Wednesday, November 13, 2013

Please Do Not Urinate While Riding the Xi'an Subway

In response to story a mother from mainland China helping her boy urinate into a trashcan at a Hong Kong subway station, last month I shared a photo of a "no peeing" sign I recently saw in Macau, China. As I later mentioned, many times in China I have seen an adult helping a small child urinate in a public place such as a sidewalk. Although I didn't expect to return to the public urination & subways topic, yesterday my friend Chiaki Hayashi Kato shared a photo of a sign which I think deserves being added into the mix.

She saw the sign in Xi'an, the capital city of Shaanxi province best known for its famous Terracotta Army. In contrast to its bounty of historical treasures, Xi'an has recently experienced several forms of modern development including the addition of a new subway system. The first line opened in 2011 and a second line began running two months ago.

Building a subway system is one thing. Teaching people how you want them to use it is another. According to the Xian Metro's website (Chinese), a variety of campaigns have been carried out to influence passengers' behavior, such as instructing people to stand in line for arriving trains and cracking down on people who are eating or drinking. A current campaign even offers rewards for photographs of "uncivilized" behavior.

What counts as uncivilized behavior? While riding the subway in Xi'an, Chiaki noticed a sign which apparently provides one answer:

"no peeing" sign inside a Xi'an subway car

In addition to the charming image of a woman helping a little boy urinate on a subway door while two other passengers look on, the poster includes the message:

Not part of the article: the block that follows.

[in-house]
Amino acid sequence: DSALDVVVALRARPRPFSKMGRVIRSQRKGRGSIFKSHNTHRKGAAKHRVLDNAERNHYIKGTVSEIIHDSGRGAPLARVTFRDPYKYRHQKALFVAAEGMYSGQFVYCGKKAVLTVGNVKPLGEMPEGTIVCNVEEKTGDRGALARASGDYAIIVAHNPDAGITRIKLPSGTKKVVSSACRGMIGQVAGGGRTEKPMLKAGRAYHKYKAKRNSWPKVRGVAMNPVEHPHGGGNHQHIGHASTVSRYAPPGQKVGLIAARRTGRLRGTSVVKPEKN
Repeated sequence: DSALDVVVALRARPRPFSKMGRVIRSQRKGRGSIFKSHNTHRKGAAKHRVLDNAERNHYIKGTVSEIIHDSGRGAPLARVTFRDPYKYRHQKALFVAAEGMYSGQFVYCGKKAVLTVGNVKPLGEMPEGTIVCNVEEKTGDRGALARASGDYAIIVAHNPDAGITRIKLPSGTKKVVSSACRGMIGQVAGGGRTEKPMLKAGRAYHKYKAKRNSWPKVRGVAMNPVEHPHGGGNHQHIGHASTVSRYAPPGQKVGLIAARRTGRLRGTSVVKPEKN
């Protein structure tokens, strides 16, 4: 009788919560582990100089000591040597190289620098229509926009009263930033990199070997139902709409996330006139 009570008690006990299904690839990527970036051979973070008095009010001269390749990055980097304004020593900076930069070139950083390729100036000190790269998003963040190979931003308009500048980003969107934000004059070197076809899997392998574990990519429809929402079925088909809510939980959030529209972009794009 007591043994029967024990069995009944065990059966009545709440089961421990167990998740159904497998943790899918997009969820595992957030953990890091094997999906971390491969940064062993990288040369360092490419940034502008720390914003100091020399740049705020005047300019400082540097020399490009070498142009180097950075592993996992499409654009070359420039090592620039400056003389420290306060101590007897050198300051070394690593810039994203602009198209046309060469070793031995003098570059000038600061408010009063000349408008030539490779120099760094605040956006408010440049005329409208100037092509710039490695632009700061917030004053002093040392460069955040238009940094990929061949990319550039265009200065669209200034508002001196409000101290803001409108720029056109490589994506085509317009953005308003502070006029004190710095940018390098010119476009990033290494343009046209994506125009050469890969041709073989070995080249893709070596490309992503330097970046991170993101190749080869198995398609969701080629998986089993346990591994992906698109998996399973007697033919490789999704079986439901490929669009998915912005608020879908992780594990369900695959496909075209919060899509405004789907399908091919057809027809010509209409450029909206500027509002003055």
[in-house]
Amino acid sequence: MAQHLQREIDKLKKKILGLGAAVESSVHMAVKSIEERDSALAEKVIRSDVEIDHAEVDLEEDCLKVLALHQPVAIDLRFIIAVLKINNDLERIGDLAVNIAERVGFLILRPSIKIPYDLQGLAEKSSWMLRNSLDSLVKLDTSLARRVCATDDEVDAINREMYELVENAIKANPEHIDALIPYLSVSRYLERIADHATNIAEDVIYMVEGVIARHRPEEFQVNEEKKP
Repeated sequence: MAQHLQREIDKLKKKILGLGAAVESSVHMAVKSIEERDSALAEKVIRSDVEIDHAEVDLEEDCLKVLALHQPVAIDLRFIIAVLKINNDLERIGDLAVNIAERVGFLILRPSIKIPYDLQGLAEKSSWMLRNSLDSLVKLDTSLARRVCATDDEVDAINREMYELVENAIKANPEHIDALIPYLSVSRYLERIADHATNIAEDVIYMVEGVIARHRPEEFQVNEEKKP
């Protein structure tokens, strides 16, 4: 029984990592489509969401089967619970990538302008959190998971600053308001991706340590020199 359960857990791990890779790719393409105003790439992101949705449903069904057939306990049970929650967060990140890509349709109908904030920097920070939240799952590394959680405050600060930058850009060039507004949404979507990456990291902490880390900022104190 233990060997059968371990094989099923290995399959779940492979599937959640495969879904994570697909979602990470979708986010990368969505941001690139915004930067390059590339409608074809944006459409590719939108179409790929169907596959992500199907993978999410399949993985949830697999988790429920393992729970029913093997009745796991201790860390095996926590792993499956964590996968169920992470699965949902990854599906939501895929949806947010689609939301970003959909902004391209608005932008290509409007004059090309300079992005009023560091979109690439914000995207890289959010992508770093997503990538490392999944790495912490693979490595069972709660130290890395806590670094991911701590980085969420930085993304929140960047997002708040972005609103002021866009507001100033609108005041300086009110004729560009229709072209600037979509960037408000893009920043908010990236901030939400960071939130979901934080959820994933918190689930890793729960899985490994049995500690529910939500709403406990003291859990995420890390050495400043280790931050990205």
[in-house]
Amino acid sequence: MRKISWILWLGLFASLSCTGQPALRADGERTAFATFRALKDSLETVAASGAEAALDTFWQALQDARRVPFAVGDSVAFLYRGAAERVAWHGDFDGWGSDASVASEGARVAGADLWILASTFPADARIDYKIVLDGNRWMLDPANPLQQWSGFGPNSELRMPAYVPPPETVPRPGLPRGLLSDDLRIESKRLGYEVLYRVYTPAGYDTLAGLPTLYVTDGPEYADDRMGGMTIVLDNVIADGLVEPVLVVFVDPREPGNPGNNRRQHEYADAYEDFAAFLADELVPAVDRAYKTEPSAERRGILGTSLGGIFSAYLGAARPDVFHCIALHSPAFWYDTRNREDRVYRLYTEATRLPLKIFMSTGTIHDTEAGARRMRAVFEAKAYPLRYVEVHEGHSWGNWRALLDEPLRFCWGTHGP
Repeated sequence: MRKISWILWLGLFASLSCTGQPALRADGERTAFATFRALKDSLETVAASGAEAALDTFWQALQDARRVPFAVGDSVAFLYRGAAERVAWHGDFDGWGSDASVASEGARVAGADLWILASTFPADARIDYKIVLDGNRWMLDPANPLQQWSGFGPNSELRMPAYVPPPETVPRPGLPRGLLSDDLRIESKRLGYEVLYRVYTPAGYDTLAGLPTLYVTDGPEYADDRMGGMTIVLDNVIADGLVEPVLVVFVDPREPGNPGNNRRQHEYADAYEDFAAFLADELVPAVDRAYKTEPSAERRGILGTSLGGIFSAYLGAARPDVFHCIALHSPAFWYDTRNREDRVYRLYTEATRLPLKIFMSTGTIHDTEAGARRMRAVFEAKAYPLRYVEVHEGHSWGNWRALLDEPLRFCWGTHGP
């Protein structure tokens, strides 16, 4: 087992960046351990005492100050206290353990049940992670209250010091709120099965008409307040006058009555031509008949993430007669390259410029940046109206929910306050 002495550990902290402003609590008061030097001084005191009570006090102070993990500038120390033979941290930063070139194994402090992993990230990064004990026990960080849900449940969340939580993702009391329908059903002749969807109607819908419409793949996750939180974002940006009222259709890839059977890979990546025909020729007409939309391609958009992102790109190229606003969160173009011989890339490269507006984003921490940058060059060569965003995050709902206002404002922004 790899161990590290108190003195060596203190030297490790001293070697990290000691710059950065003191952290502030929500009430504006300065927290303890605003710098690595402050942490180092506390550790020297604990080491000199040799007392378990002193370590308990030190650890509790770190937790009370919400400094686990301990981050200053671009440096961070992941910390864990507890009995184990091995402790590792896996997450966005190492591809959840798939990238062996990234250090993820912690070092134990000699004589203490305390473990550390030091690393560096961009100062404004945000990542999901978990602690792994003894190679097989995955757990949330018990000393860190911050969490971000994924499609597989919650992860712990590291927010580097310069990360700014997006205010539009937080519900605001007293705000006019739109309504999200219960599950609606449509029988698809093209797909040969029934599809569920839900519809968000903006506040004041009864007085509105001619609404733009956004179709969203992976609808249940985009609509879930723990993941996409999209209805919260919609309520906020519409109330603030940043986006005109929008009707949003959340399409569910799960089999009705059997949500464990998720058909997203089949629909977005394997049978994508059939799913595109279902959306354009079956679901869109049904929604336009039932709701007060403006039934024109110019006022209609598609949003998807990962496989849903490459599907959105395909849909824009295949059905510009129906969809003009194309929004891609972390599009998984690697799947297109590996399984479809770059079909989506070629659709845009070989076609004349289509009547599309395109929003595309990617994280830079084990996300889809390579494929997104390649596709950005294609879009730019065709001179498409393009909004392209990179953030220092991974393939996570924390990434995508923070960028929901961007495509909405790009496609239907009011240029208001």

A rough translation is:
All subway stations have toilets. Please don't allow children to urinate or defecate inside the subway cars.
I didn't ask Chiaki, but I feel confident she followed this advice without much inconvenience. And based on her comments, she didn't witness other people not following the advice, so I guess she won't be receiving a reward soon.

Children (and sometimes adults) urinating or defecating on floors while using public transportation may not be best described as "common" in China, but, as an online search will show, it happens. The sign directly confronts an issue that can be uncomfortable for some but difficult to address without drawing more attention to it. If the Xi'an Metro wants its subway cars to be urine-free and excrement-free, the sign strikes me as a rather pragmatic and somewhat colorful attempt to improve the odds. And if the sign is part of an effective campaign, the benefits should outweigh any negative perceptions related to people wondering why such a sign is needed in the first place.

1 comment:

  1. It's a common enough phenomenon where I roam. I do want to also point out that this is primarily a graphic admonishment. Does that also hint at the likelihood that those who need this message are also illiterate, or at least, in the minds of those who have printed this poster.
    What can you also add, seeing that these characters do not look at all like their intended viewers?